“It Is Finished”

Day 38

John 18 & 19

What is truth?

This was Pilate’s cynical question of Jesus. I know it was cynical because Pilate didn’t wait for an answer. Instead, Pilate turned around, walked out of the Praetorium and told the chief priests, “I find no fault in him at all.”

But Pilate knew there was truth. The truth is just what Pilate told the chief priests: There is no fault in Jesus.

Pilate assumed there was truth whether he admitted it or not. He was a judge and he was adjudicating the case of Jesus of Nazareth; Pilate acknowledged there are such things as fault and innocence, which presumes the reality of truth. Three times Pilate told Jesus’ accusers, “I find no fault in Him.” And at the end of the trial Pilate protested his own innocence by washing his hands and saying, “I am innocent of the blood of this just man.”

Do you see it? When it suited him Pilate could pretend that truth was elusive and maybe non-existent, but he also used words like “fault” and “innocent” and “just” — all of which presume the reality of truth. People do this all the time. They shrug their shoulders and quip, “What is truth?” But then they protest their own innocence and assign fault when it suits them. They are not being honest with themselves.

That was Pilate’s biggest problem — he wasn’t honest with himself. Jesus had told Pilate, “Everyone who is of the truth hears my voice.” For those who are honest with themselves, the words of Jesus always ring true. As we examine the life of Jesus we find no fault in Him. We know that Jesus is a just and true man. But if we are not honest with ourselves, we play a dangerous game of self-deception. “What is truth?” And walk away from Jesus.

Pilate died of suicide.

Self-deception can create such inner incongruence that we can’t stand to live with ourselves.

Salvation begins first with honesty. We must admit that, not only is Jesus without fault, but that we are not innocent. We must be honest with ourselves; we must face the truth and admit that we are not innocent no matter how much we wash our hands and protest that we are. I imagine Pilate in hell forever washing his hands, forever protesting his innocence and forever lying to himself. An eternal suicide from which there is no escape.


Jesus dead on the cross.

In John chapter 19 Jesus dies at verse 30. Jesus is taken down from the cross at verse 40. In verses 31-39 Jesus is dead on the cross. The events of these nine verses involve two requests of Pilate and two trips between Calvary and the Antonia Fortress. These events would have taken at the very least an hour, and maybe more.

For at least an hour the body of the Son of God was dead upon the cross. Force yourself to look upon this sight. It is holy and profane, beautiful and ugly, all at the same time. This is a great and sacred mystery to meditate upon. Jesus dead on the cross. What had happened? Jesus had absorbed this sin of the world into His own body on the tree — and it killed Him. Jesus took the bullet.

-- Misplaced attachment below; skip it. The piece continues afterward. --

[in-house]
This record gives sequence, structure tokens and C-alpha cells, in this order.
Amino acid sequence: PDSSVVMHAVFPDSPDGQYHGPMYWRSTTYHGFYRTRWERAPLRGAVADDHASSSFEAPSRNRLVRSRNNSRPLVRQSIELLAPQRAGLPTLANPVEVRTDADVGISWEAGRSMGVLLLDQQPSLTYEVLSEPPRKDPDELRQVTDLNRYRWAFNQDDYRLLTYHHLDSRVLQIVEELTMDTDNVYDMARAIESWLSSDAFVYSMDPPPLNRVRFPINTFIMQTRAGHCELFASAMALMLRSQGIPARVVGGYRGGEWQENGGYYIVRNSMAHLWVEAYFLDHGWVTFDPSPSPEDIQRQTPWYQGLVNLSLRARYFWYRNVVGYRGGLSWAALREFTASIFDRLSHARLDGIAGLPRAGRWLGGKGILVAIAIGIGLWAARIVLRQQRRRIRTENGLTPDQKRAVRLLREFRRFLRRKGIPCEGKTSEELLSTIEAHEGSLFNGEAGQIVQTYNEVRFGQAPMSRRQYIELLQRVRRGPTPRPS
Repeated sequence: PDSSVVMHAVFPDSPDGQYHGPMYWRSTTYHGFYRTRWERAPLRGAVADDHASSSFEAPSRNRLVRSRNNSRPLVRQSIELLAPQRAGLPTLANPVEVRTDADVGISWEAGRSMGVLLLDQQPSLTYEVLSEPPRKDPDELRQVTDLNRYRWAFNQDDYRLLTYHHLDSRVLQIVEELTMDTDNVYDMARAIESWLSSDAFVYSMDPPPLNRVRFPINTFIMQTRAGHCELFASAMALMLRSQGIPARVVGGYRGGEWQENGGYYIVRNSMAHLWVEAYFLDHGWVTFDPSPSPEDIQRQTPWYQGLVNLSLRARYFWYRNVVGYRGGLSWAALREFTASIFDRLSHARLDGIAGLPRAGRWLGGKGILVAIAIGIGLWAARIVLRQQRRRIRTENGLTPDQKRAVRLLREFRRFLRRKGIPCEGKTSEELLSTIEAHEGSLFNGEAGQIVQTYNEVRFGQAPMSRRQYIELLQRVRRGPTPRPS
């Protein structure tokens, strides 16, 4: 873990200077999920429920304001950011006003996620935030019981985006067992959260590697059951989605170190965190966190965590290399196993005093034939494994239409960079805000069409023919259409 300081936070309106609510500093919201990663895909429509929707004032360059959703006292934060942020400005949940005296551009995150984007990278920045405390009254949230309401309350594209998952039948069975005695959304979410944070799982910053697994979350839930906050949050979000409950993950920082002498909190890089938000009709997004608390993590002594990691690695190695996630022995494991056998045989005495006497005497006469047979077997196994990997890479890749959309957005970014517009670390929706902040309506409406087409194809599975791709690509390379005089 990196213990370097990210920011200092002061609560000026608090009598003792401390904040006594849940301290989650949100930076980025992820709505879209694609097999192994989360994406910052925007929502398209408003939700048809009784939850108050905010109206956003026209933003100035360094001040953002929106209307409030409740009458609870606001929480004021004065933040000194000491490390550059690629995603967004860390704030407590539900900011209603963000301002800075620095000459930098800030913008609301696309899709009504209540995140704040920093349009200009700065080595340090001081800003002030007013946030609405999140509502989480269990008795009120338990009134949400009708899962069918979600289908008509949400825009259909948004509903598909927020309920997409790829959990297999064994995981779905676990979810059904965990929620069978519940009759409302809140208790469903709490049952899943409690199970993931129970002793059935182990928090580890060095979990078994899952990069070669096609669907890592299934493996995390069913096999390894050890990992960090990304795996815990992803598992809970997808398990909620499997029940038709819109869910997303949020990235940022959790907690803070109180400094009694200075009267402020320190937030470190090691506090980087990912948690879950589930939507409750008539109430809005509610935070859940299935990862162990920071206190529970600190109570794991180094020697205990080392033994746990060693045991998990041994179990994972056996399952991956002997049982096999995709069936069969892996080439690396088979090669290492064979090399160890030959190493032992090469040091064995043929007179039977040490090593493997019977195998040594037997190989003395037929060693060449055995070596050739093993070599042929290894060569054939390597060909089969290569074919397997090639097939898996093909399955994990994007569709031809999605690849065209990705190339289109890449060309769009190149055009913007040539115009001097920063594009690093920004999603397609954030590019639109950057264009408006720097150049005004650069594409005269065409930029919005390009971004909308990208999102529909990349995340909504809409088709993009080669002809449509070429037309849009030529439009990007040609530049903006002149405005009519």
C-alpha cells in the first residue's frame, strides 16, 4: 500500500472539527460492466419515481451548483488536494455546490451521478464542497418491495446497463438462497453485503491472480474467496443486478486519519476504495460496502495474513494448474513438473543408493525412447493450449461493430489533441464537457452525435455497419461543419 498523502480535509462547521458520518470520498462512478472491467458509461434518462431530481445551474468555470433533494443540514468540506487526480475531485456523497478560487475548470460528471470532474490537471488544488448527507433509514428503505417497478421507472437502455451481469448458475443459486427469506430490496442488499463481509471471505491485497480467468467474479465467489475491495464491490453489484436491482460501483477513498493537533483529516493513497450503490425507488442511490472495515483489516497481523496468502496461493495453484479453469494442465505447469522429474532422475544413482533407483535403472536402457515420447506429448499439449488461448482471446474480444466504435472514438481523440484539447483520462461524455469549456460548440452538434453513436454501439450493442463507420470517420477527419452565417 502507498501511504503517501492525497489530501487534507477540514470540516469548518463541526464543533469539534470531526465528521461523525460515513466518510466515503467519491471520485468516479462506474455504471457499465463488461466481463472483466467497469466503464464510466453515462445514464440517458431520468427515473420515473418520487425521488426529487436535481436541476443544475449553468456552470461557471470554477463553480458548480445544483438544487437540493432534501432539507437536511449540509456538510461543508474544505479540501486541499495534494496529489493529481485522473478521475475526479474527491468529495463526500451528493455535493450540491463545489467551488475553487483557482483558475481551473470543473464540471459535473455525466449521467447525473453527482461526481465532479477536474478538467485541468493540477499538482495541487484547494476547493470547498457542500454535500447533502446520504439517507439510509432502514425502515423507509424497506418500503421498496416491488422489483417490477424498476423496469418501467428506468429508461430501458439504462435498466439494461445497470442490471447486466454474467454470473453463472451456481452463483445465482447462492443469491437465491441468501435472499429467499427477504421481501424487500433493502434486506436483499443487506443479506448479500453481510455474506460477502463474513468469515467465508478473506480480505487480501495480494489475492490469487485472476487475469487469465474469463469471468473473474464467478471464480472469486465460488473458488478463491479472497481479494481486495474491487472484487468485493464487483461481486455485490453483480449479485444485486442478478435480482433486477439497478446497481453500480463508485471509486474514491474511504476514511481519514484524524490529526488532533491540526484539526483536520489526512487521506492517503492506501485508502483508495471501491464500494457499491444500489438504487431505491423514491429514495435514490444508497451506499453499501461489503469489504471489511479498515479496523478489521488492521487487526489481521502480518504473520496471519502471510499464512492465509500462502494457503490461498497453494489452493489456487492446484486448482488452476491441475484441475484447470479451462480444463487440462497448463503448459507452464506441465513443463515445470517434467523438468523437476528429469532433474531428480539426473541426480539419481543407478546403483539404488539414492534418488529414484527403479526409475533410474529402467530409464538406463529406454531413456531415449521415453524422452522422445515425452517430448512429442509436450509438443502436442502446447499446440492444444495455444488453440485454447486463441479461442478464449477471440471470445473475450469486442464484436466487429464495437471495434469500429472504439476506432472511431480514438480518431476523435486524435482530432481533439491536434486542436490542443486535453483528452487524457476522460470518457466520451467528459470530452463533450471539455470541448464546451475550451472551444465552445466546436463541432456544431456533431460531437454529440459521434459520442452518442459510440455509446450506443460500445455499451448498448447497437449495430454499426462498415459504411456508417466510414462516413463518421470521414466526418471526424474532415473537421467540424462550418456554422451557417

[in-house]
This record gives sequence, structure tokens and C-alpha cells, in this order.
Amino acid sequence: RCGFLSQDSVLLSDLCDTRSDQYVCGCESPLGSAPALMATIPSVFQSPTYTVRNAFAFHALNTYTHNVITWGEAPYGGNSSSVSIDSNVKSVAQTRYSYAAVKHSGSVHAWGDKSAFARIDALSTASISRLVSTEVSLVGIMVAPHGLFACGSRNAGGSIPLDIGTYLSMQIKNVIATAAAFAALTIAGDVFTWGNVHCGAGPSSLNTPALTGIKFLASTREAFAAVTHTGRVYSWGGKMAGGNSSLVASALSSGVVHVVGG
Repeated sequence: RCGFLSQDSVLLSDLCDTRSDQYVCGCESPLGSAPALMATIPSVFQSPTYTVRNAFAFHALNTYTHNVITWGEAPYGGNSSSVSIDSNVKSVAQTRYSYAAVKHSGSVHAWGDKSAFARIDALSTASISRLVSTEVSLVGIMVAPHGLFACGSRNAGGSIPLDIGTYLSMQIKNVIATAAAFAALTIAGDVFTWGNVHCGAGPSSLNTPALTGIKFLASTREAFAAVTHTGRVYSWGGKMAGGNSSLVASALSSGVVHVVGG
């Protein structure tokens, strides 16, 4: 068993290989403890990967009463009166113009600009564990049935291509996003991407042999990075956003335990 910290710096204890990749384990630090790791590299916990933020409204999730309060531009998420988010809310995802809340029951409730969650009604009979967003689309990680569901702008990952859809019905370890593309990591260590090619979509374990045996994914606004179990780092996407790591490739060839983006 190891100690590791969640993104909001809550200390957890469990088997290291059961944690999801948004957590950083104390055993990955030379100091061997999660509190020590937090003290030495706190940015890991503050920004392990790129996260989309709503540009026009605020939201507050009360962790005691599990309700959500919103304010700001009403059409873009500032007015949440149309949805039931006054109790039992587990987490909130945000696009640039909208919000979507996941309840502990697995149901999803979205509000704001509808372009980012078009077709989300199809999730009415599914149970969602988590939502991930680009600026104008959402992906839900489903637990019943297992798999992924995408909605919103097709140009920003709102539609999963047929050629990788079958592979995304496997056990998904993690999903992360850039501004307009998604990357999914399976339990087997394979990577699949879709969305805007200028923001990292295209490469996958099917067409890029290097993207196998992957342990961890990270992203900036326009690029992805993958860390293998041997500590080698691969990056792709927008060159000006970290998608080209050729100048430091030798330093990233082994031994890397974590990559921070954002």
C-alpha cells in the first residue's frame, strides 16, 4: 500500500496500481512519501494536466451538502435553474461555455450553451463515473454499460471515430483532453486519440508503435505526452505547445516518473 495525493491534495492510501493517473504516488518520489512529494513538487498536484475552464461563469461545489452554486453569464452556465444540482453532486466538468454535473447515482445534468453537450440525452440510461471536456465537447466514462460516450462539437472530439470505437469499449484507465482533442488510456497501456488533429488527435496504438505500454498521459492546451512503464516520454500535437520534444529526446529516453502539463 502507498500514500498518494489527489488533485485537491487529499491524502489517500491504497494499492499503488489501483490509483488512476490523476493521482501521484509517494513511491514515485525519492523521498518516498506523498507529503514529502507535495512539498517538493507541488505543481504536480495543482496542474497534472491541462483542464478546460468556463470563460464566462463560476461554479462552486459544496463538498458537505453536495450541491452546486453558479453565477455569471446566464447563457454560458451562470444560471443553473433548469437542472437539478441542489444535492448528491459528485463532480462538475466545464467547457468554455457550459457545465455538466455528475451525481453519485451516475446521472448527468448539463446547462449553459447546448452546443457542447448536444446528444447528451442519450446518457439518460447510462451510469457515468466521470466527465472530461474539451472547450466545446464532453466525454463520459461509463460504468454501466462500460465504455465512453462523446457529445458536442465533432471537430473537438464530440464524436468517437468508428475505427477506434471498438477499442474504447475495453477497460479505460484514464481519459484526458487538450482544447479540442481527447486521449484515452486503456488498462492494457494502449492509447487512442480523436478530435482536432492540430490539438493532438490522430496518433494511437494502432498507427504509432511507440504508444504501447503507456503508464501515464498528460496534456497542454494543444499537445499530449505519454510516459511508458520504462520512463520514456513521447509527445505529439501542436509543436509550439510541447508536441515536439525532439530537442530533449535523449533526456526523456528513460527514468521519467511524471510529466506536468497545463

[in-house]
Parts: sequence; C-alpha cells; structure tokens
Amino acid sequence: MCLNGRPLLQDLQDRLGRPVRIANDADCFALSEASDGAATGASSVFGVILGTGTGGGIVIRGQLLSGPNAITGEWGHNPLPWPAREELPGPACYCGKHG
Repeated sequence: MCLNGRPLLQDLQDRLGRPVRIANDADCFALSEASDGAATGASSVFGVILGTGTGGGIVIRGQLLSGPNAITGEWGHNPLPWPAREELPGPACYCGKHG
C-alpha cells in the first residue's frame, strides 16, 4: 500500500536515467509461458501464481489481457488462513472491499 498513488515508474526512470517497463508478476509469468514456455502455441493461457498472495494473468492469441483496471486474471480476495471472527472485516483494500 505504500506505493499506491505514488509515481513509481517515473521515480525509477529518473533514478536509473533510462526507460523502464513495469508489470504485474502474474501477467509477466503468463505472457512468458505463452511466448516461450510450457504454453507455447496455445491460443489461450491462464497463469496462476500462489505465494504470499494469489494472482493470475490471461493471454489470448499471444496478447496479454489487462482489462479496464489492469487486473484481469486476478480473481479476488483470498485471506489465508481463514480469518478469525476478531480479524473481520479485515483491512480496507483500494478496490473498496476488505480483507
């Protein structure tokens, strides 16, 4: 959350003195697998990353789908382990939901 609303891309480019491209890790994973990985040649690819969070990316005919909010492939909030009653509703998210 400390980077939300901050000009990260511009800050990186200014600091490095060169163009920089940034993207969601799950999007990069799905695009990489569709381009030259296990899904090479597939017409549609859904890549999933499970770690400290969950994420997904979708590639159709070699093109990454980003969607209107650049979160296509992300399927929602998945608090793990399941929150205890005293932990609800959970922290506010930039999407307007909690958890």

Oswald Chamber calls this the collision of God and sin.

The Collision of God and Sin

“Who Himself bore our sins in His own body on the tree.” (1 Peter 2:24).

The Cross of Christ is the revealed truth of God’s judgment on sin. Never associate the idea of martyrdom with the Cross of Christ. It was the supreme triumph, and it shook the very foundations of hell. There is nothing in time or eternity more absolutely certain and irrefutable than what Jesus Christ accomplished on the Cross — He made it possible for the entire human race to be brought back into a right-standing relationship with God. He made redemption the foundation of human life; that is, He made a way for every person to have fellowship with God.

The Cross was not something that happened to Jesus — He came to die; the Cross was His purpose in coming. He is “the Lamb slain from the foundation of the world” (Revelation 13:8). The incarnation of Christ would have no meaning without the Cross. Beware of separating “God was manifested in the flesh” from “He made Him to be sin for us” (1 Timothy 3:16; 2 Corinthians 5:21). The purpose of the incarnation was redemption. God came in the flesh to take sin away, not to accomplish something for Himself. The Cross is the central event in time and eternity, and the answer to all the problems of both.

The Cross is not the cross of a man, but the Cross of God, and it can never be fully comprehended through human experience. The Cross is God exhibiting His nature. It is the gate through which any and every individual can enter into oneness with God. But it is not a gate we pass right through; it is one where we abide in the life that is found there.

The heart of salvation is the Cross of Christ. The reason salvation is so easy to obtain is that it cost God so much. The Cross was the place where God and sinful man merged with a tremendous collision and where the way to life was opened. But all the cost and pain of the collision was absorbed by the heart of God.

–Oswald Chambers, My Utmost for His Highest


I’m spending the day getting ready for tonight’s message…

The Devout and Supernatural Life

This is an important word in preparation for the coming Holy Week.

I hope you can be with me in church tonight.